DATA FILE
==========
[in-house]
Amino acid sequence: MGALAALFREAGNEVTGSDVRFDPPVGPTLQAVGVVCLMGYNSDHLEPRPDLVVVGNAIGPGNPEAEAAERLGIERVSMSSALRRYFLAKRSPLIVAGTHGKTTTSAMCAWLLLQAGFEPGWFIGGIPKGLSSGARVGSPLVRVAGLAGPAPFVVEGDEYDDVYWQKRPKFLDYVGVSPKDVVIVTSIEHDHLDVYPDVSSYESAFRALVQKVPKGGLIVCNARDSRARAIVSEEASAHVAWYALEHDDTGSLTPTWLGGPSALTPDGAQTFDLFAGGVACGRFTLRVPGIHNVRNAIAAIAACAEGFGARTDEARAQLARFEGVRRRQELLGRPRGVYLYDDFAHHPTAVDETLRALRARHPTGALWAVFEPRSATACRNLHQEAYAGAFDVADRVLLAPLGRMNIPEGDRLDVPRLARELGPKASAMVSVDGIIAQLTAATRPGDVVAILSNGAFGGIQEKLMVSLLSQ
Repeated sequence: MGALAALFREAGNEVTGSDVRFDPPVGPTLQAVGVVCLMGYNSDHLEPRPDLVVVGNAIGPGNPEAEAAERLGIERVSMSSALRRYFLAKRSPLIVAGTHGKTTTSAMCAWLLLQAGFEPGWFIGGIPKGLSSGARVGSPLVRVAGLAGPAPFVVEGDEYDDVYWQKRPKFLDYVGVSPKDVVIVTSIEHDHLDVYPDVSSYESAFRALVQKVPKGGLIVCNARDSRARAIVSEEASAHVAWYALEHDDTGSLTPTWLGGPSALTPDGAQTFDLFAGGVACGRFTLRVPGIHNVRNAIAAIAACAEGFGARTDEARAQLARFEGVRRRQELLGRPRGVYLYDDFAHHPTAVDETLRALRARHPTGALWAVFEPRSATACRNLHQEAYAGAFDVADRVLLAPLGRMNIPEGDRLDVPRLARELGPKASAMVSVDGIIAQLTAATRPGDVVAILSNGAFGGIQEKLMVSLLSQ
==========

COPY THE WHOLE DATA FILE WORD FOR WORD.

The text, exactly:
[in-house]
Amino acid sequence: MGALAALFREAGNEVTGSDVRFDPPVGPTLQAVGVVCLMGYNSDHLEPRPDLVVVGNAIGPGNPEAEAAERLGIERVSMSSALRRYFLAKRSPLIVAGTHGKTTTSAMCAWLLLQAGFEPGWFIGGIPKGLSSGARVGSPLVRVAGLAGPAPFVVEGDEYDDVYWQKRPKFLDYVGVSPKDVVIVTSIEHDHLDVYPDVSSYESAFRALVQKVPKGGLIVCNARDSRARAIVSEEASAHVAWYALEHDDTGSLTPTWLGGPSALTPDGAQTFDLFAGGVACGRFTLRVPGIHNVRNAIAAIAACAEGFGARTDEARAQLARFEGVRRRQELLGRPRGVYLYDDFAHHPTAVDETLRALRARHPTGALWAVFEPRSATACRNLHQEAYAGAFDVADRVLLAPLGRMNIPEGDRLDVPRLARELGPKASAMVSVDGIIAQLTAATRPGDVVAILSNGAFGGIQEKLMVSLLSQ
Repeated sequence: MGALAALFREAGNEVTGSDVRFDPPVGPTLQAVGVVCLMGYNSDHLEPRPDLVVVGNAIGPGNPEAEAAERLGIERVSMSSALRRYFLAKRSPLIVAGTHGKTTTSAMCAWLLLQAGFEPGWFIGGIPKGLSSGARVGSPLVRVAGLAGPAPFVVEGDEYDDVYWQKRPKFLDYVGVSPKDVVIVTSIEHDHLDVYPDVSSYESAFRALVQKVPKGGLIVCNARDSRARAIVSEEASAHVAWYALEHDDTGSLTPTWLGGPSALTPDGAQTFDLFAGGVACGRFTLRVPGIHNVRNAIAAIAACAEGFGARTDEARAQLARFEGVRRRQELLGRPRGVYLYDDFAHHPTAVDETLRALRARHPTGALWAVFEPRSATACRNLHQEAYAGAFDVADRVLLAPLGRMNIPEGDRLDVPRLARELGPKASAMVSVDGIIAQLTAATRPGDVVAILSNGAFGGIQEKLMVSLLSQ